The rublification of all trade and investment relations between Russia and its partners is a first and very important step on the way from currency sovereignty to a new role for the ruble as a reliable alternative to other currencies. That is, the transition to a model where Russia transfers all its investment, credit and trade relations to its own ruble, like the transition of payments for hydrocarbons in the spring and summer of 2022, is quite possible and feasible, but will come with certain reservations.
In particular, there are assets of the Russian Federation in various international financial institutions. Take, for example, the Russian-Kyrgyz Development Fund (RKDF)
with an authorised capital of $500 million. It was created to facilitate the adaptation of the Kyrgyz economy to the realities of the Eurasian Economic Union and to strengthen the industrial and agricultural components of the national economy. It is clear that this is entirely the money of Russian taxpayers, and now, in a period of geopolitical turbulence, it is important to understand how prudently it’s being used, on the one hand, and on the other hand, why the assets of the RKDF are still denominated in US dollars, and not in Russian rubles or Kyrgyz soms.
Moreover, when creating the RKDF, it was assumed that the assets would total 1 billion US dollars, which at that time was comparable to the deposit base of the entire banking system of Kyrgyzstan. But it turned out that even half a billion dollars could not be easily and quickly used in the industrial and agro-industrial projects of a country with a GDP slightly below 8 billion US dollars per year
In fact, the total volume of potential investment projects in Kyrgyzstan exceeds 20 billion US dollars, since it includes the construction of a railway network with access to China, powerful hydroelectric power plants, the development of various mineral deposits, and good potential for agricultural products that are in demand not only amid markets in the EAEU, but also in other countries.
The excessive dollarisation of the Kyrgyz economy (more than half of loans are issued in US dollars) and extremely high loan rates in the national currency have led to a situation where lending to the real sector has become a problem, not to mention direct investment and project financing. Now there is a unique chance for the rublification of investment, credit and trade relations between Russia and Kyrgyzstan as a pilot project. The presence of a unique instrument like the Russian-Kyrgyz Development Fund, a "clean" balance in interstate relations (Russia for 31 years wrote off all the debts of Kyrgyzstan, an amount totalling more than 700 million US dollars, and is no longer a creditor of the external debt of the Kyrgyz Republic from 2016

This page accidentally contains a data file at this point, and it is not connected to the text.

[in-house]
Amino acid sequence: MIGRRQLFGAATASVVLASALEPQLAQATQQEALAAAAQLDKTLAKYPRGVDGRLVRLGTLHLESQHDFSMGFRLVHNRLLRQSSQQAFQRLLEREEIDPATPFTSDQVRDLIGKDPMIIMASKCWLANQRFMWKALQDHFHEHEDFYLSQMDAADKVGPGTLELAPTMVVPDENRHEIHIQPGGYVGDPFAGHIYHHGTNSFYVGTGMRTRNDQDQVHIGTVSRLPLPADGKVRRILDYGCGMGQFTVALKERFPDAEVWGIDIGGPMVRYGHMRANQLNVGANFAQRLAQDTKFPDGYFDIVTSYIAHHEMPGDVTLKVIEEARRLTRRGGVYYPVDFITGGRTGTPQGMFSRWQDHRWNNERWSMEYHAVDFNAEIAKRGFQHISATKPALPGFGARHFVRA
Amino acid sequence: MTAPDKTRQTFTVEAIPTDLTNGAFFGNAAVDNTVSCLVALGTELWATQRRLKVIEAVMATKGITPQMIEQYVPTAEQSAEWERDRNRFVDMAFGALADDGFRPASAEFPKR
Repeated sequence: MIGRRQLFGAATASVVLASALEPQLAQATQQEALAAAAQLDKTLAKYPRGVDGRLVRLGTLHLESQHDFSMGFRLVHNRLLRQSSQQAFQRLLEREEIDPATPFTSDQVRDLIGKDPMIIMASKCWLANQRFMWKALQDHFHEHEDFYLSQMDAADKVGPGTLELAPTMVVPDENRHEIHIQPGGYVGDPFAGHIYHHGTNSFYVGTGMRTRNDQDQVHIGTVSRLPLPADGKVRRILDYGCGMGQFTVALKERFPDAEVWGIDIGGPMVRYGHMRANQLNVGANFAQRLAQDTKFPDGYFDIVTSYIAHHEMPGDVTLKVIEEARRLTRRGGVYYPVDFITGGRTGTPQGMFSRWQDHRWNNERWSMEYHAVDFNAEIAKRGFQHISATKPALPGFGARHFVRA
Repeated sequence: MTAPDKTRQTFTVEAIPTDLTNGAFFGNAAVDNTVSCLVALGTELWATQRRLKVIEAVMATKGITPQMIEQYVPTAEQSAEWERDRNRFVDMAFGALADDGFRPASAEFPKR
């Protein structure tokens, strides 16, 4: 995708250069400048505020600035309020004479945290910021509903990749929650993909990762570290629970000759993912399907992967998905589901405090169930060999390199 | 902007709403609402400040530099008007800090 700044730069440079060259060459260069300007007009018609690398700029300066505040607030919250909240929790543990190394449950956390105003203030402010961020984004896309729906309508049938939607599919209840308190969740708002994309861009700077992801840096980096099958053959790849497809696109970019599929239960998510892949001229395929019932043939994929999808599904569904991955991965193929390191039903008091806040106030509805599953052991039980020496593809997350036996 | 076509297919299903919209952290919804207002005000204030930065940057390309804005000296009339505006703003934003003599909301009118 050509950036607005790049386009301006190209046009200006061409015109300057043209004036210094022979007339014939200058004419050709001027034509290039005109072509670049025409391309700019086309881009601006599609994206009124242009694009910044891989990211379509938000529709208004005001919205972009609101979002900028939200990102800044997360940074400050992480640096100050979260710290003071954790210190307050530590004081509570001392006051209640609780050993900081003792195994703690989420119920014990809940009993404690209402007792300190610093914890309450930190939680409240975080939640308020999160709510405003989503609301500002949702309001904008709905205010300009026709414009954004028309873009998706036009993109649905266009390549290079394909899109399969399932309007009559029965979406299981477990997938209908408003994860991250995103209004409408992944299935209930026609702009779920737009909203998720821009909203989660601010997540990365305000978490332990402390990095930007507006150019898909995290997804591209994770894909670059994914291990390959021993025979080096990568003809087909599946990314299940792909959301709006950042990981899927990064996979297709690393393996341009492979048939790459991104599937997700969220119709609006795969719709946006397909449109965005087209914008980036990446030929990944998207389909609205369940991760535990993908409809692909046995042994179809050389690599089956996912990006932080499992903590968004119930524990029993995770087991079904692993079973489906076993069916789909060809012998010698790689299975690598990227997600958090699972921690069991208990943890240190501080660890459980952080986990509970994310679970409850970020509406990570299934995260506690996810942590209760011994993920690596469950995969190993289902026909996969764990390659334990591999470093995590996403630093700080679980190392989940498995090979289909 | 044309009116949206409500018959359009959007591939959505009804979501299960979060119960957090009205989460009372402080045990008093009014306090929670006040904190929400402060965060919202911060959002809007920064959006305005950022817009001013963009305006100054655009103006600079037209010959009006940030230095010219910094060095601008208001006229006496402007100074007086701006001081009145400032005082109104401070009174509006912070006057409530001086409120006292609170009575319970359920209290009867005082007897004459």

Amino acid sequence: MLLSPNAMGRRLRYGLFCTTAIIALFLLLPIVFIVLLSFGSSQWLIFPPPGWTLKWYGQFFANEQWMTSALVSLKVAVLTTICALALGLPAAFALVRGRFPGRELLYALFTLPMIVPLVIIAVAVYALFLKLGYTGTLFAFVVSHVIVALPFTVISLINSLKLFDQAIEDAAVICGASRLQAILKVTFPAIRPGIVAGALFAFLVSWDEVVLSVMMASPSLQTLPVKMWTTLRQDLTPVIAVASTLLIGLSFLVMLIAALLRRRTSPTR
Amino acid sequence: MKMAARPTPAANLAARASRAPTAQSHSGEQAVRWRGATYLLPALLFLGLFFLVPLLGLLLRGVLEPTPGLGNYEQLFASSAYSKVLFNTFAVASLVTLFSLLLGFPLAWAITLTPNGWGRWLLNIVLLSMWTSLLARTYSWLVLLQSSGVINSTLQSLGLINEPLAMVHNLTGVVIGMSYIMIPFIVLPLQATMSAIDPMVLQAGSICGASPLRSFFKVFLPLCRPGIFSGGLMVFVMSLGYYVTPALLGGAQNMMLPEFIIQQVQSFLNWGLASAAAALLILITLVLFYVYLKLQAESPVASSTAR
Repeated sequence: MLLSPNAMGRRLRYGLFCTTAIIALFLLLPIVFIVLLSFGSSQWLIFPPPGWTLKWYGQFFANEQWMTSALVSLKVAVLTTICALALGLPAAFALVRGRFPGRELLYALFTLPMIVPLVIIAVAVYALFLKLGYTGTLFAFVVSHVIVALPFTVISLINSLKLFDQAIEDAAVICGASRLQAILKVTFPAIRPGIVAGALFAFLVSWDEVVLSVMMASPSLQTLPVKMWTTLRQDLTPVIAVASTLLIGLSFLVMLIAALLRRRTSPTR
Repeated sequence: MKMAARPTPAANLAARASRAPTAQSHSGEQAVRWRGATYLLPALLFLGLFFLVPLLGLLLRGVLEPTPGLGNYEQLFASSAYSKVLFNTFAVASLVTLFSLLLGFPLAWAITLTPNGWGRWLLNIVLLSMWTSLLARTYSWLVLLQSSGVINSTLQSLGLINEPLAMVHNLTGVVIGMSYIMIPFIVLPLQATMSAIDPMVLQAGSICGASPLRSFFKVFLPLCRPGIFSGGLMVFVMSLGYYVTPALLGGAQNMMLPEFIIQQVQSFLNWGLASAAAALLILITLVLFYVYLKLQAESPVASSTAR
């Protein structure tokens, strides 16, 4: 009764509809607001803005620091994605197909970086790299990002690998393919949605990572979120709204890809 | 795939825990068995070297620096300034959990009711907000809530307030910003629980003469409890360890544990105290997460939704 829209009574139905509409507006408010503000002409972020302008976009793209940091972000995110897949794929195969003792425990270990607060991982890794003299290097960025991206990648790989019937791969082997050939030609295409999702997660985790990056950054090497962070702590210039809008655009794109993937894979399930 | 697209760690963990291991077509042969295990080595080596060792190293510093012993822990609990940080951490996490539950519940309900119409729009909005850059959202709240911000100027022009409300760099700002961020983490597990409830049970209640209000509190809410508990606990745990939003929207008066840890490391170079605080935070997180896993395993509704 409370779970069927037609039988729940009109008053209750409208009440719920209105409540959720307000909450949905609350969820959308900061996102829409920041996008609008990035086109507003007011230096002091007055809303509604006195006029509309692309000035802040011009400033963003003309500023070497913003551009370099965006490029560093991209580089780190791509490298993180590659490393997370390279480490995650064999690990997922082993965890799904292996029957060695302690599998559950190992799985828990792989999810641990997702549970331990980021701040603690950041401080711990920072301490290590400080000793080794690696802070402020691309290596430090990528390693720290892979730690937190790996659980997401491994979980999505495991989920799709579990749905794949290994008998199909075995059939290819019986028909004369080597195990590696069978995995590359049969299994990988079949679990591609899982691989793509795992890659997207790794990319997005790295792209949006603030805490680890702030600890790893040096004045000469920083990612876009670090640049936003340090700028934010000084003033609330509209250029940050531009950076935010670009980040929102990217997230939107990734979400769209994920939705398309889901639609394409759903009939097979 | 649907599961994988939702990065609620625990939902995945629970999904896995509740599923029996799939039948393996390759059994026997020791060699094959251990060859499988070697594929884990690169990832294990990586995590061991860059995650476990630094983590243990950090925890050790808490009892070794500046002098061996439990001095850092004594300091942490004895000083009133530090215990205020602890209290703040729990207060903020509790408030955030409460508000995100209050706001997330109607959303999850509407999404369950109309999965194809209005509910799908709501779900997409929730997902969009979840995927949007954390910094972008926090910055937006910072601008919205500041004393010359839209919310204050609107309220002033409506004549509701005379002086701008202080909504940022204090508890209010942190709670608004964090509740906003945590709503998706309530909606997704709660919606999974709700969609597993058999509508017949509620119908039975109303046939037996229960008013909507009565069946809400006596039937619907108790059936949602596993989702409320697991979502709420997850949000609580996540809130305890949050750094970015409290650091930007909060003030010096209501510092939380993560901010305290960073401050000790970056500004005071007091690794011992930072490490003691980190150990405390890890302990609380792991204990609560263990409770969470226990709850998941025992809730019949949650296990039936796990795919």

) make it possible to conduct this economic experiment quickly and painlessly. Russia is a key trading partner of Kyrgyzstan both in terms of exports and imports, transfers of citizens of the Kyrgyz Republic working in the Russian Federation account for more than a quarter of Kyrgyzstan's GDP - all this together gives hope for the success of the rublification of relations between allies in the EAEU as a whole. In fact, the same RKDF allocates loans in US dollars, demanding in return the priority of purchasing equipment or semi-finished products from Russian suppliers, but again in "unfriendly" currencies! It is time to cut this Gordian knot of dependence on a third party, and for this there are all the necessary prerequisites.
Extrapolation of the experience of the rublification of Russian-Kyrgyz relations to other members of the EAEU and participants in the CIS free trade zone (the key stakeholders are Azerbaijan, Uzbekistan and Tajikistan, which are not members of the EAEU) will allow the obtaining of the so-called minimax, that is, the maximum result with minimum effort in the face of risks and losses associated with geopolitical turbulence.
The US dollar actually has many faces and it has an interesting projection called the Eurodollar. Typically, this is a US dollar held outside the US banking system which is used to service international trade
. The array of Eurodollars is so large that, in a hypothetical case of "homecoming", they could completely destroy the US economy (at least its financial system), causing a hyperinflationary tsunami. Such predictions are regularly voiced by economists
(for example, Mikhail Khazin), but such a scenario is still unlikely. We are interested in the algorithm for building a stable system of circulation of the “external ruble” within the framework of actual rublification. Most likely, China's unique experience in splitting the yuan into onshore and offshore yuan, as well as issuing panda bonds denominated in yuan, will most likely be more applicable in this case.